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Lifesaver as it was being deployed, in late March 2016. Courtesy of Sea Engineering, Inc.

America’s first wave-produced power goes online in Hawaiʻi

The Hawaiʻi Wave Energy Test Site (WETS), the United States’ first grid-connected test site of this kind, was completed by the U.S. Navy in mid-2015. The University of Hawaiʻi at Mānoa Hawaiʻi Natural Energy Institute (HNEI) is providing key research support to this national effort in the form of environmental monitoring, independent wave energy conversion device power performance and durability analysis and critical marine logistical support.

Recently, the Navy conducted a blessing and dedication ceremony wherein representatives from the federal and state governments were in attendance, as well as key Department of Defense figures.

“There was a high level of enthusiasm for the program to develop this challenging, but potentially extremely rewarding, source of renewable energy,” said Pat Cross, research specialist at HNEI and program manager for WETS.

Located offshore the Marine Corps Base Hawaiʻi on the windward side of Oʻahu, a buoy generates electricity with from rise and fall of passing waves. Wave energy has enormous potential to address global renewable energy goals, yet it poses daunting challenges related to commercializing technologies that must produce cost-competitive electricity while surviving the energetic and corrosive marine environment. The nascent commercial wave energy sector is thus critically dependent on available test infrastructure to address these issues.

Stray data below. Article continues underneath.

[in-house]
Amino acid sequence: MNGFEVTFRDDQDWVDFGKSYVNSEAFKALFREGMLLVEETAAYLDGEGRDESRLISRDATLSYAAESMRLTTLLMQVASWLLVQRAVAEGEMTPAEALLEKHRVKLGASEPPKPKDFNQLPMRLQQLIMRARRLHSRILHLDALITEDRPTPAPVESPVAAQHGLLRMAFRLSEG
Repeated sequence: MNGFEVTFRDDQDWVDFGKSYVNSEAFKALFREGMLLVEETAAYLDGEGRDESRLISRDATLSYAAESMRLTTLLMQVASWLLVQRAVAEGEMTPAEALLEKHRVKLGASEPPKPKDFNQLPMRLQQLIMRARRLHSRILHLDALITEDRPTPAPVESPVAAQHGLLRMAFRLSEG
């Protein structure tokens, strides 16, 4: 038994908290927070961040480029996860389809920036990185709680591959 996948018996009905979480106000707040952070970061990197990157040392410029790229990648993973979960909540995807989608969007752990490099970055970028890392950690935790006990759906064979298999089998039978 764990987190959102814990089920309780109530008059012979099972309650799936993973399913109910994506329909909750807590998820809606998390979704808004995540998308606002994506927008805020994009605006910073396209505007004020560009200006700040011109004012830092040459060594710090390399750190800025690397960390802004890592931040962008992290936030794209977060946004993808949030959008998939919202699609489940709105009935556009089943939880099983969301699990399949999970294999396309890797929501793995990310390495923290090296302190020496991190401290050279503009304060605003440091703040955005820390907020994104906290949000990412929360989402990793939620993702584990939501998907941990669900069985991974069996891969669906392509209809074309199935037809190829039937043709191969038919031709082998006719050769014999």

Through a cooperative effort between the Navy and the U.S. Department of Energy, WETS will host companies seeking to test their pre-commercial WEC devices in an operational setting, enabling them to advance their device technology readiness level. Initial funding opportunities by the Navy and Department of Energy have resulted in a set of five devices to be tested through 2018.

HNEI continues to collect acoustic and other environmental data near deployed wave energy devices, independently monitor their power output and survivability, and work aggressively with Sea Engineering to complete the site-dedicated support vessel. The Northwest Energy Innovations Azura and the Fred Olsen Lifesaver devices, in the water now and producing power, will be followed in 2017 by a larger device developed by Ocean Energy, USA. This technology will be HNEI’s first in the category of oscillating water column devices, in which the waves force air in a chamber through a turbine for power generation.

The results achieved at WETS will have far reaching impacts in terms of advancing wave energy as a whole.

HNEI’s contribution to WETS

Source: A UH News story